While I’m sure that's true enough of everything we’ve found on our planet, I just have to wonder: given the vastness of the universe, is it actually impossible for unknown elements or alloys to exist?  Seven new elements have been discovered here on Earth in the last thirty years, while the majority have been discovered in the last four hundred.  On a long enough timeline, who knows what tomorrow’s science will uncover?
This is a roundabout example of the Argument from Ignorance: we don't know, so the explanation must be _________ (fill in the blank with your favorite loopy claim, paranormal phenomenon, or deity).  Normally, the Argument from Ignorance is hard to counter except to point out that our ignorance of something isn't indicative of anything but our ignorance; you can't use it to prove anything.  But wound up in here is an interesting bit that we can analyze from a scientific perspective; the claim that there could be undiscovered elements in "the vastness of the universe."

Here's the problem.  Mendeleev constructed the first periodic table of the elements by noticing some odd patterns -- that there were groups of elements that had similar chemical properties.  After some years of messing about to figure out what was going on, he was able to construct a grid that placed these elements into columns and rows.  And, most interestingly, there were holes -- places in the grid that there should be an element, but none had thus far been discovered.

And one by one, those holes were filled.  Then advances in nuclear physics allowed the creation of the transuranic elements -- the ones beyond uranium, atomic number 92, which are short-lived radioactive substances that do not occur naturally (any of them created by the supernovae that gave rise to the elements in the Solar System would long ago have decayed away).  We're now up to element 118, oganesson.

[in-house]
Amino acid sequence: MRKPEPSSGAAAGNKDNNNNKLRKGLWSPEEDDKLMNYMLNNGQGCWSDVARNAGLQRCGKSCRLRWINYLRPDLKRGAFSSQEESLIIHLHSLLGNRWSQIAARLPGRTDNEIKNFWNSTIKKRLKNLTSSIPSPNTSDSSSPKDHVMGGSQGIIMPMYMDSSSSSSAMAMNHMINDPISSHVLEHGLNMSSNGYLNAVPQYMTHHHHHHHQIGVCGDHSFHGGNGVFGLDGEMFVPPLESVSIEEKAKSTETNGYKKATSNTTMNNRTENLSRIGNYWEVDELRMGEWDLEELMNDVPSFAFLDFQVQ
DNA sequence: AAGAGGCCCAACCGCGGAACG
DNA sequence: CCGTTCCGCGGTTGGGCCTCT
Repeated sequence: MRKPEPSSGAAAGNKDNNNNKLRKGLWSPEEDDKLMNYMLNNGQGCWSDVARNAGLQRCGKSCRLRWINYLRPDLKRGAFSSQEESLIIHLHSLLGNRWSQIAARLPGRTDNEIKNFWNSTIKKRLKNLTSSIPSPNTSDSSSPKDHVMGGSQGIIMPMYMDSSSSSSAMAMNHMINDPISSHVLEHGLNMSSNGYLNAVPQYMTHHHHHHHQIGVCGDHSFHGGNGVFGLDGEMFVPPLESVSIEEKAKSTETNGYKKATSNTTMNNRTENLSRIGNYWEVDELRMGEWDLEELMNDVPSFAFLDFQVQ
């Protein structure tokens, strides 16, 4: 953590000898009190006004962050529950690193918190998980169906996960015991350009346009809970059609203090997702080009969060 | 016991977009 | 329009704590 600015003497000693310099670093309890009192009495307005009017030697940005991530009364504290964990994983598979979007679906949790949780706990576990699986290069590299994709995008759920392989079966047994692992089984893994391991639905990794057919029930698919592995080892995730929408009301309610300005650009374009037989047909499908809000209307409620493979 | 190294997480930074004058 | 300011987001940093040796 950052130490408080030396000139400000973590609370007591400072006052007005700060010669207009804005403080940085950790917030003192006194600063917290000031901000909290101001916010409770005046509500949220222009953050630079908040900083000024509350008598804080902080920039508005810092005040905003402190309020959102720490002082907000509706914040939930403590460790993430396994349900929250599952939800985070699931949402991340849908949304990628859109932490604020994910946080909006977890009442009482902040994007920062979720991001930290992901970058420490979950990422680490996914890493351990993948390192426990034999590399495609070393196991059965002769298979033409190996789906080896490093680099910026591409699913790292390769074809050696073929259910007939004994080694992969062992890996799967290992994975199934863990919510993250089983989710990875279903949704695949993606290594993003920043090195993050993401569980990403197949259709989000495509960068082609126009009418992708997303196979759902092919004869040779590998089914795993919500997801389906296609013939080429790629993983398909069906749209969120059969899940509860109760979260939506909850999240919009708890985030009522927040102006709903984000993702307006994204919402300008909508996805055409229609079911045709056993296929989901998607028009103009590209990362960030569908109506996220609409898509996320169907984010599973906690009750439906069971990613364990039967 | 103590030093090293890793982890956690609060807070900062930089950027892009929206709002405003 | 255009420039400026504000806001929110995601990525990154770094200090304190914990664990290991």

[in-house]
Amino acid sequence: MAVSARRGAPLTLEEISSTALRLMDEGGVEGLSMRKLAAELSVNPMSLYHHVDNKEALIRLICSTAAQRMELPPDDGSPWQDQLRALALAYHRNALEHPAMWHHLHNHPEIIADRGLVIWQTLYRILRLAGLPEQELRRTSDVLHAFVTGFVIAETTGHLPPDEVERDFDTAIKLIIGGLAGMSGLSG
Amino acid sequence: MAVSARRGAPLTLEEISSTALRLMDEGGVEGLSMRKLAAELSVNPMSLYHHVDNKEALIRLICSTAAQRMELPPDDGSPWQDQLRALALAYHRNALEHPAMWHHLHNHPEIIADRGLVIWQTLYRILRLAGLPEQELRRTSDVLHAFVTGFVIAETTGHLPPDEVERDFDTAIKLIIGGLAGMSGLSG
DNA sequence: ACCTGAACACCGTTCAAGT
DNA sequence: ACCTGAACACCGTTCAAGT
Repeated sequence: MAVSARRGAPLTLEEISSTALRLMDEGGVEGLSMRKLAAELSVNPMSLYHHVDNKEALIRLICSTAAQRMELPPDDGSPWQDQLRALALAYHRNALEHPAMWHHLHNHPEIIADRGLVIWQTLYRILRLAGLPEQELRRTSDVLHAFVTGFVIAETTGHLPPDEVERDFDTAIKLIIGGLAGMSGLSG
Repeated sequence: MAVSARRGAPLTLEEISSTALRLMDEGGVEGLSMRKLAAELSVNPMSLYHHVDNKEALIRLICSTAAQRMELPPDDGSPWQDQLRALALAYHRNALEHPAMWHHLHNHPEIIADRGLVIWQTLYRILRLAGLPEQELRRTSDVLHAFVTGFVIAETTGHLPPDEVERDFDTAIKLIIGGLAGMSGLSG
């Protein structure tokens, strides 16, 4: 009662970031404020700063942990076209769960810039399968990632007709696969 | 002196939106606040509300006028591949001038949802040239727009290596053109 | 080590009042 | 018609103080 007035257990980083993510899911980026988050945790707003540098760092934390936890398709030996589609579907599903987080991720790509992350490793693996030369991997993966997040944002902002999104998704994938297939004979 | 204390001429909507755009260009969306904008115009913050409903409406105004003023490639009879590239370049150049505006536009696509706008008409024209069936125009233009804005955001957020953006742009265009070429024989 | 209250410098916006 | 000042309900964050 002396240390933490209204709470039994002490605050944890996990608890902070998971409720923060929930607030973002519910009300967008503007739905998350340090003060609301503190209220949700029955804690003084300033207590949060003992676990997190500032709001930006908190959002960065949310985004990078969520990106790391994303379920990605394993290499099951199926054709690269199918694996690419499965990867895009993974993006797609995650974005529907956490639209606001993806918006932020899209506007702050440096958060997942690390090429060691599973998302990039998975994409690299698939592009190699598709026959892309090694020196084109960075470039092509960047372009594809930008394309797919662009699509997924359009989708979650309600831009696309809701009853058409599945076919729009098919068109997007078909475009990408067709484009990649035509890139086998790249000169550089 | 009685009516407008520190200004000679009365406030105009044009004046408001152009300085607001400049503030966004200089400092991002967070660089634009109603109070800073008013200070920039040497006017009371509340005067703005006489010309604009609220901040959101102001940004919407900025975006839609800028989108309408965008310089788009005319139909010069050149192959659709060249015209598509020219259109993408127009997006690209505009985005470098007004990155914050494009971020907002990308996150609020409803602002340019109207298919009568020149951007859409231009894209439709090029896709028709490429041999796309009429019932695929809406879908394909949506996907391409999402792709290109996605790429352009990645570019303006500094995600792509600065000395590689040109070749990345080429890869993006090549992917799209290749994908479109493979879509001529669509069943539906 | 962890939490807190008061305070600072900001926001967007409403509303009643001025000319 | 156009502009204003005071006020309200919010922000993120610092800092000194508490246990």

So Tingley is right that there have been new elements discovered in the last thirty years.  The problem is that most of them have extremely short half-lives and are highly radioactive, so the idea that UFO debris could be made of any of these newly discovered (newly created, really) elements is ridiculous.  But how about the other piece of his claim, that there could be other stable elements we haven't discovered yet?

Sorry, but that doesn't work, either; the periodic table has no holes left to fill, as you can see on the above illustration.  We can be extremely confident that we've got 'em all, and the only additions will be at the unstable and short-lived upper end.  So despite Geordi LaForge on Star Trek: The Next Generation constantly blathering on about how the phaser beams can't damage the alien ship because it's made out of an alloy of the elements gorblimeyum and gobsmackite, this isn't really possible.

Thus our labeling of Star Trek as "fiction."

I'm pretty certain that if the metallurgists and chemists were to examine the warehouse full of debris, they'd find any metal fragments to be composed of plain old ordinary metallic elements.  Now, there could be some piece of alien technology in there -- Puthoff's "garage door opener" -- but my guess is that if there was such incontrovertible evidence of alien visitations, the scientists would know about it.

Sorry for raining on your parade, if you're a UFO enthusiast.  I get your angst.  I would like nothing better than to have proof of extraterrestrial intelligence (or, even better, extraterrestrial visits, because that would mean that the aliens had figured out how to manage travel across interstellar space).  But until we have more than talk about "mysterious alien alloys," I think we need to once again table this entire discussion.


  1. Doesn't "unanalyzable" mean there's no way to take a reading? Not sure that it means "doesn't fit in the periodic table". Btw, not sure that article says they weren't analyzable.

    In any case, I'm interested, but they've still got to show me the evidence.

  2. "Unanalyzable" is probably government-speak for "analyzing this is not an approved expense."